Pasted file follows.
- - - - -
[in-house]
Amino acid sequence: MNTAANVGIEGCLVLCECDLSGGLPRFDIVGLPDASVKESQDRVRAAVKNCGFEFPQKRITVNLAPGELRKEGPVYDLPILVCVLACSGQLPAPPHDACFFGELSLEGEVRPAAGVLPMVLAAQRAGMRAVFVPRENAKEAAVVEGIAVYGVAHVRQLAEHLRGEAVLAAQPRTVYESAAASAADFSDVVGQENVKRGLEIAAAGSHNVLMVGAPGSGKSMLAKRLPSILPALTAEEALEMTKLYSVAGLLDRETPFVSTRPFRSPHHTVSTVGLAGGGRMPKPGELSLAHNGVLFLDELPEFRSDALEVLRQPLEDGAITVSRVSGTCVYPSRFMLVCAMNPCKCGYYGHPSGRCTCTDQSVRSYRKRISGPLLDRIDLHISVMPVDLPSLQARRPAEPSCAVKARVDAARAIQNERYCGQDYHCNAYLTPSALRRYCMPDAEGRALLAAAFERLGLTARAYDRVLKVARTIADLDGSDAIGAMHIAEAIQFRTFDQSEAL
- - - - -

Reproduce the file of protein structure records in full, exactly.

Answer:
[in-house]
Amino acid sequence: MNTAANVGIEGCLVLCECDLSGGLPRFDIVGLPDASVKESQDRVRAAVKNCGFEFPQKRITVNLAPGELRKEGPVYDLPILVCVLACSGQLPAPPHDACFFGELSLEGEVRPAAGVLPMVLAAQRAGMRAVFVPRENAKEAAVVEGIAVYGVAHVRQLAEHLRGEAVLAAQPRTVYESAAASAADFSDVVGQENVKRGLEIAAAGSHNVLMVGAPGSGKSMLAKRLPSILPALTAEEALEMTKLYSVAGLLDRETPFVSTRPFRSPHHTVSTVGLAGGGRMPKPGELSLAHNGVLFLDELPEFRSDALEVLRQPLEDGAITVSRVSGTCVYPSRFMLVCAMNPCKCGYYGHPSGRCTCTDQSVRSYRKRISGPLLDRIDLHISVMPVDLPSLQARRPAEPSCAVKARVDAARAIQNERYCGQDYHCNAYLTPSALRRYCMPDAEGRALLAAAFERLGLTARAYDRVLKVARTIADLDGSDAIGAMHIAEAIQFRTFDQSEAL